Saudis align themselves with Yemeni internal forces against Houthis
According to an anonymous Yemeni official, Saudi Arabia will put its support behind Yemeni tribes to counter the rapid rise of the Houthis. The source reported that the Saudis will provide resources to local sheikhs in an effort to curb the expansion of Houthi forces, naming the Hashid tribe in particular. According to Saudi Foreign Minister Prince Saud al-Faisal, Yemen’s “cycle of violence and conflict will spread to undoubtedly threaten security and stability at the regional and international levels,” and said that resources must be devoted to extinguishing this dangerous threat. Yemeni Foreign Minister Jamal al-Salaal blamed the associates of former President Ali Abdullah Saleh and the Houthis for the country’s violence on Wednesday. [Al-Quds al-Arabi (Arabic), 9/30/2014]

Son of intelligence officer killed after triggering IED attached to his father’s car
State news services reported Wednesday that a young man driving from al-Mansoura to Khurmaksar in Aden province was killed after an improvised explosive device detonated in the car he was driving. The apparent target of the attack was the man’s father, Colonel Nasser Maqilh, who is an officer in the Military Intelligence Division for the fourth district. Suspects in the attack have not been identified. [Aden al-Ghad, 10/1/2014]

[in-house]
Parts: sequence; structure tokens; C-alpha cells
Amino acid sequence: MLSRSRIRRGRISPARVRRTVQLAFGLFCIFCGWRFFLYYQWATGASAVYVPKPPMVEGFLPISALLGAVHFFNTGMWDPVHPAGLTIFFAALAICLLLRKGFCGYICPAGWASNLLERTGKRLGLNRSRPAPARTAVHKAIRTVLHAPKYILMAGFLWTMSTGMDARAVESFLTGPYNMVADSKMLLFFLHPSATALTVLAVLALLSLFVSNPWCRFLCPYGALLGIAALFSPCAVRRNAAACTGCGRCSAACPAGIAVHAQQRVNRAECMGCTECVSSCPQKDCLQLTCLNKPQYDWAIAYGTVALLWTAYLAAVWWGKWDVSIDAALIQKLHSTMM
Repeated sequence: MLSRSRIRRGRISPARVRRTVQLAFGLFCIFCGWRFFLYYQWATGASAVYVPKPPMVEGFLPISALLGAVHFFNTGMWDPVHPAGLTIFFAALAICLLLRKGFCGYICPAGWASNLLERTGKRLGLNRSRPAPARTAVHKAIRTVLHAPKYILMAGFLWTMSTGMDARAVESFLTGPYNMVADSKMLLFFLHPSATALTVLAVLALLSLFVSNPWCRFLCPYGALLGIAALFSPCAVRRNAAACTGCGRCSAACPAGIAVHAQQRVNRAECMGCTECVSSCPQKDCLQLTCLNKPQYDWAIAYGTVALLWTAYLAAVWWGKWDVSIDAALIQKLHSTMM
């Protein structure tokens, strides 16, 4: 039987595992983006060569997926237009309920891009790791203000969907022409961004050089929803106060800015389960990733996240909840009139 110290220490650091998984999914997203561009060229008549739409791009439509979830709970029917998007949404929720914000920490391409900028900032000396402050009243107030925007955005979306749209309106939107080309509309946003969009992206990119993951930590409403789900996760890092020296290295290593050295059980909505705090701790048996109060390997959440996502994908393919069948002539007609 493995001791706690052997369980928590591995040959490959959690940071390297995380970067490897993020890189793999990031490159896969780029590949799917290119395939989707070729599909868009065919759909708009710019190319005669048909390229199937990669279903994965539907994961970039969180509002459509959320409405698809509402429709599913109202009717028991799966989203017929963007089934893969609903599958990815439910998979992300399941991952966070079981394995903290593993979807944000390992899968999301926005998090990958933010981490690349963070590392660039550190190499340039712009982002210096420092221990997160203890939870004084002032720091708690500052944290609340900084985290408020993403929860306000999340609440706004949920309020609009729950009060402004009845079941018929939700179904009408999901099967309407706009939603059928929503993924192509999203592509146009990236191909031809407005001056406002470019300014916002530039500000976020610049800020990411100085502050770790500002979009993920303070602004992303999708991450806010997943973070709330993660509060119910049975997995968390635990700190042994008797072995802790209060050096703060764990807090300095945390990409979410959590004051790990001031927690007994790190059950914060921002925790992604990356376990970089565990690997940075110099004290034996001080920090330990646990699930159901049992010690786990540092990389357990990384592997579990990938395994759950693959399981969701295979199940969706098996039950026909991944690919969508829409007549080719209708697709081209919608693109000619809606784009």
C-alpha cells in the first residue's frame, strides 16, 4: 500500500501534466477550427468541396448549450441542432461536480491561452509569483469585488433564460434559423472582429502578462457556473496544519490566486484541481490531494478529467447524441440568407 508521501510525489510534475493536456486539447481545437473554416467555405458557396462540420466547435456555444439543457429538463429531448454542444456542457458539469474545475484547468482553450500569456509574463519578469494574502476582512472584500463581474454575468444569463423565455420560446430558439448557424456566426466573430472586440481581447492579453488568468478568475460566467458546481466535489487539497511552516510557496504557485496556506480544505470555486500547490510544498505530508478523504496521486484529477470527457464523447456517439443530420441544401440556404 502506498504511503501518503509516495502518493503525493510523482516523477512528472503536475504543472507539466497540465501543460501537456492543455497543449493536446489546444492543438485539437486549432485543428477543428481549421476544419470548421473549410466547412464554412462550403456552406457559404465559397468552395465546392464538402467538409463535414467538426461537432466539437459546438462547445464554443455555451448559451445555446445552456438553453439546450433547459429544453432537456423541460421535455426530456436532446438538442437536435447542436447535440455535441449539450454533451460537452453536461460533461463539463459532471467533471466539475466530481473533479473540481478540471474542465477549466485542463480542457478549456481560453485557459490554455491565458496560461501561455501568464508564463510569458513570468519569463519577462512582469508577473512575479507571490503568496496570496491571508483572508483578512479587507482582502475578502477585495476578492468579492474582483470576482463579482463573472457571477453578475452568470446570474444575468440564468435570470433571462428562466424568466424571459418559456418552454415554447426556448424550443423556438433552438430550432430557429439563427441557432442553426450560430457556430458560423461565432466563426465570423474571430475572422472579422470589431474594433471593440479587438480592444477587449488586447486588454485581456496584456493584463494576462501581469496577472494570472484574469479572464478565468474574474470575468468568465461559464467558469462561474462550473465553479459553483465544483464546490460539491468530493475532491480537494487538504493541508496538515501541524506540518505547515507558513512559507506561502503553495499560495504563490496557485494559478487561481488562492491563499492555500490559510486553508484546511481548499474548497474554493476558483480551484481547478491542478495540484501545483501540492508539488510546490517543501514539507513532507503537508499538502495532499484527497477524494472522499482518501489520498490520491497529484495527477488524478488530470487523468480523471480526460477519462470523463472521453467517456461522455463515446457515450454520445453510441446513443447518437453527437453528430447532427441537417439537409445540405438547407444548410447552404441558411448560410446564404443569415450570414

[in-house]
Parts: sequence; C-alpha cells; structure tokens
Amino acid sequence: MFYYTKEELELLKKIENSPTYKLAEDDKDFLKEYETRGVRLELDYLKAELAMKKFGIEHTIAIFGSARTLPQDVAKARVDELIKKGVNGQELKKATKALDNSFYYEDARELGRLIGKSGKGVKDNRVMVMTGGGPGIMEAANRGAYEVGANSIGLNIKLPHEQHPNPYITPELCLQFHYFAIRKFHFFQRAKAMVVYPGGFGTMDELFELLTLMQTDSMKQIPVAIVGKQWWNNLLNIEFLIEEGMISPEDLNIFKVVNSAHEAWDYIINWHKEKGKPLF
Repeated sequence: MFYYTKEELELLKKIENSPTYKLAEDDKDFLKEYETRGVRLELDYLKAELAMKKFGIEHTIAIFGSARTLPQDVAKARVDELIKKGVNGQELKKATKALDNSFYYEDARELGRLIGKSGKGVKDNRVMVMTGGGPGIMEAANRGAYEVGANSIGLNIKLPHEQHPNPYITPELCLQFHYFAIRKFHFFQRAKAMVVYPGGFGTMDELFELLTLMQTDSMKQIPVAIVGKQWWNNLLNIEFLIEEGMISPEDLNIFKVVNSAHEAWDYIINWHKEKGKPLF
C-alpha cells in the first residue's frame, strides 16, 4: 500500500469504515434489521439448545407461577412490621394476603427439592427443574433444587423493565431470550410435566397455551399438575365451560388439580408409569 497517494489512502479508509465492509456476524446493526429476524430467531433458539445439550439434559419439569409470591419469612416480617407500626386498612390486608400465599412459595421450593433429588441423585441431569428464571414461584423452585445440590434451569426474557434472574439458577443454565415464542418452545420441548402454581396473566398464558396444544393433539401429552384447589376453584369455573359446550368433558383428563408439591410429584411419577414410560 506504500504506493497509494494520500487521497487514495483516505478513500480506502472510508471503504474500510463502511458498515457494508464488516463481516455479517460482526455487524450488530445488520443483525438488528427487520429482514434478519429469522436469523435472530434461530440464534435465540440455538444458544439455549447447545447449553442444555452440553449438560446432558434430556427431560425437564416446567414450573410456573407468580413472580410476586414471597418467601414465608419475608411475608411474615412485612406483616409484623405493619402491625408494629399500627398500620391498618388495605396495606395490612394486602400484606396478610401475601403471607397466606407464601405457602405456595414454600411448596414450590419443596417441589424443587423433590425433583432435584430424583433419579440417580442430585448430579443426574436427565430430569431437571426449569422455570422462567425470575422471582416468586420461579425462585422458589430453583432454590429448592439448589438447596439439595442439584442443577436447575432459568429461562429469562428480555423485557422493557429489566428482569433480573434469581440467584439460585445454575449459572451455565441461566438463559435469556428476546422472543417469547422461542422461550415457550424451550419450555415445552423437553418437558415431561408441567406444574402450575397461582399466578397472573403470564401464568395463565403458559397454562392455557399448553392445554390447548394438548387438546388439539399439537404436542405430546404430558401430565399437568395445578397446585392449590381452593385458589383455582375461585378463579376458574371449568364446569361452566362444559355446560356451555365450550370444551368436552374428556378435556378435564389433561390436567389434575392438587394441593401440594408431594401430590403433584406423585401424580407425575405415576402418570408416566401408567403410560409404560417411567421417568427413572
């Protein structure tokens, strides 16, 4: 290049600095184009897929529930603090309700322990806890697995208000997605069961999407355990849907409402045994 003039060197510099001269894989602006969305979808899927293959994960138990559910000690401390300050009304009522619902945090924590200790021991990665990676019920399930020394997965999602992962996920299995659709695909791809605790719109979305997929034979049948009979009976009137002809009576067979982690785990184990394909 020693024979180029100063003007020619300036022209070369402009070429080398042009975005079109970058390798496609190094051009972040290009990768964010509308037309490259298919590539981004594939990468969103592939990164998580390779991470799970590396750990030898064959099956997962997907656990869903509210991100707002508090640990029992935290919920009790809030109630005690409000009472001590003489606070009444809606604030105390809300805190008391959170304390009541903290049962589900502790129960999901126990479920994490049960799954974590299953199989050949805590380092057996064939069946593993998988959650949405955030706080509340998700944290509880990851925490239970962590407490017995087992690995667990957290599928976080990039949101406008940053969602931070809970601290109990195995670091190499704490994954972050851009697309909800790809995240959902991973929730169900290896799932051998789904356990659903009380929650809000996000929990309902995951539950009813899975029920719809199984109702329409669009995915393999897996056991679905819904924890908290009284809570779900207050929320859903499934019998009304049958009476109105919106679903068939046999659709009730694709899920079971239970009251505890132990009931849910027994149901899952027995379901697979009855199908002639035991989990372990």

Islah issues first statement since Houthis entered the capital
The Islamist Islah Party issued its first statement since the Houthis entered the capital ten days ago, calling on its members to “overcome what they have suffered” at the hands of the militants in order to avoid conflict and intolerance. The party reaffirmed its commitment to the peace and partnership agreement signed on September 21, and called upon all of the signatories to work together in the spirit of national partnership to implement the agreement. The group offered its condolences to those harmed in the fighting, and condemned the Houthis’ use of violence. [Marib Press (full text of the statement in Arabic), 9/30/2014]